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A General Introduction.
Cladoceran Crustaceans Gallery.

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Female Diaptomus (a small copepod crustacean) swimming.
Female Diaptomus, swimming.


Main/Cladoceran. Copepods. Ostracods. Shrimps.

Crustaceans are distinguished from all other arthropodsAnimals having a hollow, chitinous, jointed exoskeleton. (insects, spiders, scorpions, mites etc.) by the possession of two pairs of antennae on the head. The largest crustacean found in fresh water is the freshwater crayfish -- not shown here. The freshwater crustaceans in these galleries are much smaller -- for the most part around 2mm and less in size.

This gallery divides crustaceans into four groups of interest to freshwater microscopists:
  1. Cladocerans.
    Commonly called Water fleas; includes Daphnia, Simocephalus.

  2. Copepods.
    Includes Cyclops, Diaptomus and similar small crustaceans.

  3. Ostracods.
    Freshwater forms include Cypris.

  4. Amphipods.
    Includes Gammarus, the common freshwater shrimp.

  5. Freshwater Isopods (water lice) and Decapods (crayfish) are not represented here.
Small crustaceans, including water fleas and shrimps of various kinds are the most prominent arthropods in freshwater, and similar tiny crustaceans are also present in the oceans in vast numbers. Despite their small size, they are very important ecologically not only on account of their numbers, but as filter feeders, they consume even vaster amounts of the organic detritus and free-swimming algal unicells which are their food. They are the most abundant animals at the base of the food pyramids which sustain fish, dolphins and whales, sea birds and thus most of the marine and freshwater animal foods consumed by humans.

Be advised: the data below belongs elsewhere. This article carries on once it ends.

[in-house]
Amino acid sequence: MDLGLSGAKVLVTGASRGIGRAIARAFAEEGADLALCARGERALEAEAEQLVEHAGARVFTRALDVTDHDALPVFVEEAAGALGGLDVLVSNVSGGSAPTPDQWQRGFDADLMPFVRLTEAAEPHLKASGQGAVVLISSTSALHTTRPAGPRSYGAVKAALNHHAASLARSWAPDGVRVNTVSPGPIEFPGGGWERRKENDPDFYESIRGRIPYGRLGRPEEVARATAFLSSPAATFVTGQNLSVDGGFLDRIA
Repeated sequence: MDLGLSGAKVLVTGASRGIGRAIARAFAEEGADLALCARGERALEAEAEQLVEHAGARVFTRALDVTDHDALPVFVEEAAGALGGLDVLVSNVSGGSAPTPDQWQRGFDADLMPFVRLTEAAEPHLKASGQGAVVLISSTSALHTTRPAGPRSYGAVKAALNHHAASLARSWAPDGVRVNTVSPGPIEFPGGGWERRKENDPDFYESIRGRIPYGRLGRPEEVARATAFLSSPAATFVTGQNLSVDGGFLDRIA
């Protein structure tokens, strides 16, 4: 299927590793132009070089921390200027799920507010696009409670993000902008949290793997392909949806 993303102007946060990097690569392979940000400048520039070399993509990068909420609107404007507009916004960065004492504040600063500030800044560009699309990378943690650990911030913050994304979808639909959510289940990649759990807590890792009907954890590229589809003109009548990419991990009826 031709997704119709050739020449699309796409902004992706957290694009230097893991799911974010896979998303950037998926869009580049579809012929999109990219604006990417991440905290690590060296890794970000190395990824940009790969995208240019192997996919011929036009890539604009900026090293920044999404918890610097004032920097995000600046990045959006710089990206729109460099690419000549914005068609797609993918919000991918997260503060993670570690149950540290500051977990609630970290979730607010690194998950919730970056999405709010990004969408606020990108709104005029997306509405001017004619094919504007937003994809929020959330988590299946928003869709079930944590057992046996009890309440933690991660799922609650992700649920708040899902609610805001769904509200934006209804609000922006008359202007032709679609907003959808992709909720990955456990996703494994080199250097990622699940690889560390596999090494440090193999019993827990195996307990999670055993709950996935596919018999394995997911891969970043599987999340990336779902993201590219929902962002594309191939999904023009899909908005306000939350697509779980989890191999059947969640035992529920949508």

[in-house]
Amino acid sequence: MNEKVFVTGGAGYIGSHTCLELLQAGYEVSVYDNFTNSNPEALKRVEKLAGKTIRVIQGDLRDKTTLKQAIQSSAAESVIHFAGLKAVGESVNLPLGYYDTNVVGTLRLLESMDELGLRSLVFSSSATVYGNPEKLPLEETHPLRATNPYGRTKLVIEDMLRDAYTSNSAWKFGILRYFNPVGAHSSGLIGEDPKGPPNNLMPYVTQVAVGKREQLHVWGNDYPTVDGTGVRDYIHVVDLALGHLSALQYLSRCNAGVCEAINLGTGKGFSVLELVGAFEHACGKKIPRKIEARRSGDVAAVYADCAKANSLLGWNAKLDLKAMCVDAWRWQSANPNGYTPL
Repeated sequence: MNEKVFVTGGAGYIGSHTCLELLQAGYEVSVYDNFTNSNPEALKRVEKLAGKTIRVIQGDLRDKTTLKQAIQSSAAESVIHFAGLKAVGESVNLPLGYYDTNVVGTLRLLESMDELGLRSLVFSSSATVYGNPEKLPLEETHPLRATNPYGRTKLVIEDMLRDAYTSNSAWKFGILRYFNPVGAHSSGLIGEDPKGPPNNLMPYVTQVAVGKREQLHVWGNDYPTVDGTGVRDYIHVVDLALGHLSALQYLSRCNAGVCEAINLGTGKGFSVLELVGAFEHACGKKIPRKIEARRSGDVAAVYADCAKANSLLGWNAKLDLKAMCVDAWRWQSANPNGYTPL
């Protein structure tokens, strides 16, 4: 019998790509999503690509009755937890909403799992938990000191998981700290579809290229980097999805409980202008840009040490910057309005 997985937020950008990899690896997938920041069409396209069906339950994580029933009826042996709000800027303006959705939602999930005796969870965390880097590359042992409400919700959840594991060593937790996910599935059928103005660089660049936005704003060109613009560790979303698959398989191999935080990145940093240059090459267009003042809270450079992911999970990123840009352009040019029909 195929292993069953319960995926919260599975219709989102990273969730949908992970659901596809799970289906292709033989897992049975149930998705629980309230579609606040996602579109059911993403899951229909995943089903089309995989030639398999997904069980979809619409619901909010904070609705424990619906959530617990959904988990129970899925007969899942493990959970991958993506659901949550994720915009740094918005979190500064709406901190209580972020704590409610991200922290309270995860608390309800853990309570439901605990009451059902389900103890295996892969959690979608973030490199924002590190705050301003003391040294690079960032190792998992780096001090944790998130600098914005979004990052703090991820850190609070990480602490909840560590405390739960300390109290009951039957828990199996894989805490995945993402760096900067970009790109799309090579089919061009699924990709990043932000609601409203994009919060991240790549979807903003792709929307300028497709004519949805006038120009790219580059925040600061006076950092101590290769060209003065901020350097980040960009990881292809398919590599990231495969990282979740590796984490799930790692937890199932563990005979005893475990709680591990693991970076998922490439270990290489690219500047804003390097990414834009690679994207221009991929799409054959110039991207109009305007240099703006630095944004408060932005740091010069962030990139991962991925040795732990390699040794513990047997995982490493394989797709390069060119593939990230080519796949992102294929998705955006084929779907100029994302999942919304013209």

As a footnote on crustacean ecology, it has been recently discovered that the cholera vibrio, much feared as an agent of disease when it appears in the human environment, plays a vitally important role in the oceans as one of the principal agents in the breakdown of the chitinous exoskeletons of dead crustaceans.

  Cladoceran Crustaceans (Water Fleas).

In 1669, the Dutch microscopist Swammerdam in his work on "insects" described "pulex aquaticus arborescens" -- the water flea with branching arms. So if not the discovery, the detailed description of these creatures dates from the earliest days of the microscope.

"Water Fleas" is a term loosely applied to a variety of small freshwater crustaceans which swim in a rapid jerky manner by flipping their antennae or other appendages. More specifically, the term is usually applied to the cladoceran crustaceans. Of these, Daphnia and Simocephalus are two of the most common. Their average size is in the 0.5 to 2mm range.

During the majority of the summer season, they reproduce parthenogenetically, producing only female offspring from eggs which require no fertilization. The young mature to a well-developed stage within the brood chamber of the parent, sustained initially by their egg yolk, and then by a secretion from the inside of the brood chamber. Towards autumn, a combination of conditions not entirely predictable sees the production of males which fertilize special eggs, capable of surviving winter and hatching the following spring into females which will continue the parthenogenetic cycle.